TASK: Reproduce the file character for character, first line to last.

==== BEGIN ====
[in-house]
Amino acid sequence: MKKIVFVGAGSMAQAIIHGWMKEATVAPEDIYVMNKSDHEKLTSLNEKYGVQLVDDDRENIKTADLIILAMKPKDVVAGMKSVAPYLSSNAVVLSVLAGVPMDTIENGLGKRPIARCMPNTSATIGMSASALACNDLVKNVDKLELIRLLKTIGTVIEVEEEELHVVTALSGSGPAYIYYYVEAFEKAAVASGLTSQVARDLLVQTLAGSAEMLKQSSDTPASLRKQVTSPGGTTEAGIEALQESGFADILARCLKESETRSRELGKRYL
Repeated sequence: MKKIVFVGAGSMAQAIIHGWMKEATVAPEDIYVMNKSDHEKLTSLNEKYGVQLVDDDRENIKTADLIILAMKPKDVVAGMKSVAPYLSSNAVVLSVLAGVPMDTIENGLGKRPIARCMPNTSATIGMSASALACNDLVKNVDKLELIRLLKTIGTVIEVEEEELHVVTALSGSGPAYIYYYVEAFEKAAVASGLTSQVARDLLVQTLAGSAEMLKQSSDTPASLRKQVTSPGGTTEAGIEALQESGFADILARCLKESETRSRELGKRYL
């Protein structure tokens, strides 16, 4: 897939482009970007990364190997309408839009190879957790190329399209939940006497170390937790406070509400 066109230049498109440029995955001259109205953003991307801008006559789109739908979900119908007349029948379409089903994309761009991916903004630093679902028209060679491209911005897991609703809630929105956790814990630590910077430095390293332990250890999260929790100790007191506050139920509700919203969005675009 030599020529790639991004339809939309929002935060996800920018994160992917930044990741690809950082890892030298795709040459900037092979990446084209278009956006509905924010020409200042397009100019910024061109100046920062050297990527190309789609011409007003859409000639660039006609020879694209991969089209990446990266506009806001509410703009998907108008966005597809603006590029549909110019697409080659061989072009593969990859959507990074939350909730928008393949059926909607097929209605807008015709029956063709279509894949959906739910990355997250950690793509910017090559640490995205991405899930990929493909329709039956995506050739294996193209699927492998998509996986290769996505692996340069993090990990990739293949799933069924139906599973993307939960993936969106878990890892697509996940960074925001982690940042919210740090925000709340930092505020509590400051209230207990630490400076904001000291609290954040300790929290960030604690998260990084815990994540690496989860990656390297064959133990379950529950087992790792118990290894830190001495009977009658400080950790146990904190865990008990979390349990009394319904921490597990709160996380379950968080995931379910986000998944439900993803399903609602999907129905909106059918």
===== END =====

[in-house]
Amino acid sequence: MKKIVFVGAGSMAQAIIHGWMKEATVAPEDIYVMNKSDHEKLTSLNEKYGVQLVDDDRENIKTADLIILAMKPKDVVAGMKSVAPYLSSNAVVLSVLAGVPMDTIENGLGKRPIARCMPNTSATIGMSASALACNDLVKNVDKLELIRLLKTIGTVIEVEEEELHVVTALSGSGPAYIYYYVEAFEKAAVASGLTSQVARDLLVQTLAGSAEMLKQSSDTPASLRKQVTSPGGTTEAGIEALQESGFADILARCLKESETRSRELGKRYL
Repeated sequence: MKKIVFVGAGSMAQAIIHGWMKEATVAPEDIYVMNKSDHEKLTSLNEKYGVQLVDDDRENIKTADLIILAMKPKDVVAGMKSVAPYLSSNAVVLSVLAGVPMDTIENGLGKRPIARCMPNTSATIGMSASALACNDLVKNVDKLELIRLLKTIGTVIEVEEEELHVVTALSGSGPAYIYYYVEAFEKAAVASGLTSQVARDLLVQTLAGSAEMLKQSSDTPASLRKQVTSPGGTTEAGIEALQESGFADILARCLKESETRSRELGKRYL
């Protein structure tokens, strides 16, 4: 897939482009970007990364190997309408839009190879957790190329399209939940006497170390937790406070509400 066109230049498109440029995955001259109205953003991307801008006559789109739908979900119908007349029948379409089903994309761009991916903004630093679902028209060679491209911005897991609703809630929105956790814990630590910077430095390293332990250890999260929790100790007191506050139920509700919203969005675009 030599020529790639991004339809939309929002935060996800920018994160992917930044990741690809950082890892030298795709040459900037092979990446084209278009956006509905924010020409200042397009100019910024061109100046920062050297990527190309789609011409007003859409000639660039006609020879694209991969089209990446990266506009806001509410703009998907108008966005597809603006590029549909110019697409080659061989072009593969990859959507990074939350909730928008393949059926909607097929209605807008015709029956063709279509894949959906739910990355997250950690793509910017090559640490995205991405899930990929493909329709039956995506050739294996193209699927492998998509996986290769996505692996340069993090990990990739293949799933069924139906599973993307939960993936969106878990890892697509996940960074925001982690940042919210740090925000709340930092505020509590400051209230207990630490400076904001000291609290954040300790929290960030604690998260990084815990994540690496989860990656390297064959133990379950529950087992790792118990290894830190001495009977009658400080950790146990904190865990008990979390349990009394319904921490597990709160996380379950968080995931379910986000998944439900993803399903609602999907129905909106059918």